Akron might be one of the smallest school districts in the region, but its superintendent is one of the best paid, when the lucrative benefits in his contract are factored in.
Niagara Falls pays its superintendent fairly modestly. His payoff will come when he retires and cashes in his unused sick days and vacation time. The current cash value for both comes to $216,897 -- a figure that will boost his pension.
For Newfane's superintendent, the biggest payoff of all will come when it's time to cash in his $1 million life insurance policy. For Newfane taxpayers, though, the bill has already come due, with premiums costing $34,610 a year.
A Buffalo News review of 37 school superintendents' contracts in Erie and Niagara counties found that the most generous benefits generally were given to the longer-tenured superintendents, often in smaller districts, and heavily concentrated in Niagara County.
Superintendents say their knowledge and skills make their experience extremely valuable to their districts. In a market with fewer and fewer applicants each time there's an opening, many districts are eager to find ways to keep the superintendents they have.
"That experience results in good management practices, and it avoids costly mistakes," said Newfane Superintendent James N. Mills, who earns $190,816 a year. "For example, a rookie superintendent that allows an architect to charge 8.5 percent for a contract when the going rate is 7.25 [percent] has just wasted an enormous amount of money."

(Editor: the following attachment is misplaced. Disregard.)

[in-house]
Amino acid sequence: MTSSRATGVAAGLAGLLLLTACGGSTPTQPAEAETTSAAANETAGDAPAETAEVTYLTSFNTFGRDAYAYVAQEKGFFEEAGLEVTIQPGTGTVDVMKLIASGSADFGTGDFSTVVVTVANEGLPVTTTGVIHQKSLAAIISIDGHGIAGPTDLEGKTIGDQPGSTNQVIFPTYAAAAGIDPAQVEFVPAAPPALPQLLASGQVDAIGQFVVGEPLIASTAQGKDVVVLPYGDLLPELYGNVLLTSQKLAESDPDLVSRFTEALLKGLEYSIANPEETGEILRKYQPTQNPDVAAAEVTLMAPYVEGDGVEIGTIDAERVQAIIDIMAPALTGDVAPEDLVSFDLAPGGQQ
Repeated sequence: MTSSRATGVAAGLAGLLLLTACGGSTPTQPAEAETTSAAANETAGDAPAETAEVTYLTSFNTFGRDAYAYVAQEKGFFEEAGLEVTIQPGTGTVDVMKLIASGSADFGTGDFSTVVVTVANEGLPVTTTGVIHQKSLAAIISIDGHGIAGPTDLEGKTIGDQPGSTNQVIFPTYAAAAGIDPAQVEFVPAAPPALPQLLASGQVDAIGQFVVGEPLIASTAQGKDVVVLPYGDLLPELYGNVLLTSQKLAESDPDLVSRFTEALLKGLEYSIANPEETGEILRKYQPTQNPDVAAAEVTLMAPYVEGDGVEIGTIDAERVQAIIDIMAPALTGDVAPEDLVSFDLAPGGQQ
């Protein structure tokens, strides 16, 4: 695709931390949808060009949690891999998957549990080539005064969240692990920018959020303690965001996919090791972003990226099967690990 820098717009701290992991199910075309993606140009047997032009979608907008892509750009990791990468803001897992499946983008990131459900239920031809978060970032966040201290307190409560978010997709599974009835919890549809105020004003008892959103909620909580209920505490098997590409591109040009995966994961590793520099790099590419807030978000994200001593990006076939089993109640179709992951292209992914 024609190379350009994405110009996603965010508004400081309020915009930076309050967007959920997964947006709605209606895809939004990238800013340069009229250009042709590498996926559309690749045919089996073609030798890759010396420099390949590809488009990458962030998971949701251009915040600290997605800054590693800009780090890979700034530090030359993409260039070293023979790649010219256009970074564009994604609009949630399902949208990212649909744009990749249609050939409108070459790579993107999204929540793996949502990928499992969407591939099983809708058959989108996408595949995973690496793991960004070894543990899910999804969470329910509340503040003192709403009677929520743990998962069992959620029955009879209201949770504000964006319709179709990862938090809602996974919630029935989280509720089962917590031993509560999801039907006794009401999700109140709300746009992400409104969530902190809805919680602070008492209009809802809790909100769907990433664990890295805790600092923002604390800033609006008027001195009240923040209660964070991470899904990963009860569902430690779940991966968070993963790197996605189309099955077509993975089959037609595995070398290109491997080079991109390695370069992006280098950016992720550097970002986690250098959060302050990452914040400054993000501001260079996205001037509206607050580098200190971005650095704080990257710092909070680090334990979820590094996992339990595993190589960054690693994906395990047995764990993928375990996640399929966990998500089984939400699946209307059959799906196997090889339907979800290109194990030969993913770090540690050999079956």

But at a time when many dis tricts are pushing employees to pick up part of the tab for health insurance, most superintendents enjoy fully paid health coverage. Ten carry the Cadillac of policies, Traditional BlueCross BlueShield. About half will enjoy lifelong health insurance at taxpayer expense.
A few drive district-owned cars. Many others get several thousand dollars a year to cover the cost of their local mileage, regardless of how far they drive.
Other benefits are more particular to certain districts. The superintendent in Niagara-Wheatfield is guaranteed $5,000 in moving expenses once she retires. The North Collins school chief earns one comp day for every snow day he works. A few get money put on debit cards for unreimbursed medical expenses.
It's a seller's market, with schools knee-deep in a superintendent shortage and sinking deeper each year. Once a district finds a leader it is comfortable with, the school board is likely to do what it takes to keep that person, in the interest of long-term stability.
Yet even with pay and benefits factored in, local superintendents still make an average of about 20 percent less than their colleagues in the Rochester area, and 10 percent less than their counterparts in the Syracuse area, according to 2005-06 information superintendents across New York reported to the state Education Department.
"Our salaries look big, and I'm sure I'm making more than the average person in Grand Island. But when you look at the market, the qualifications and the competition, I'm not going to apologize for what I'm making," said Grand Island Superintendent Thomas M. Ramming, who earns $150,330 a year and is retiring at the end of June.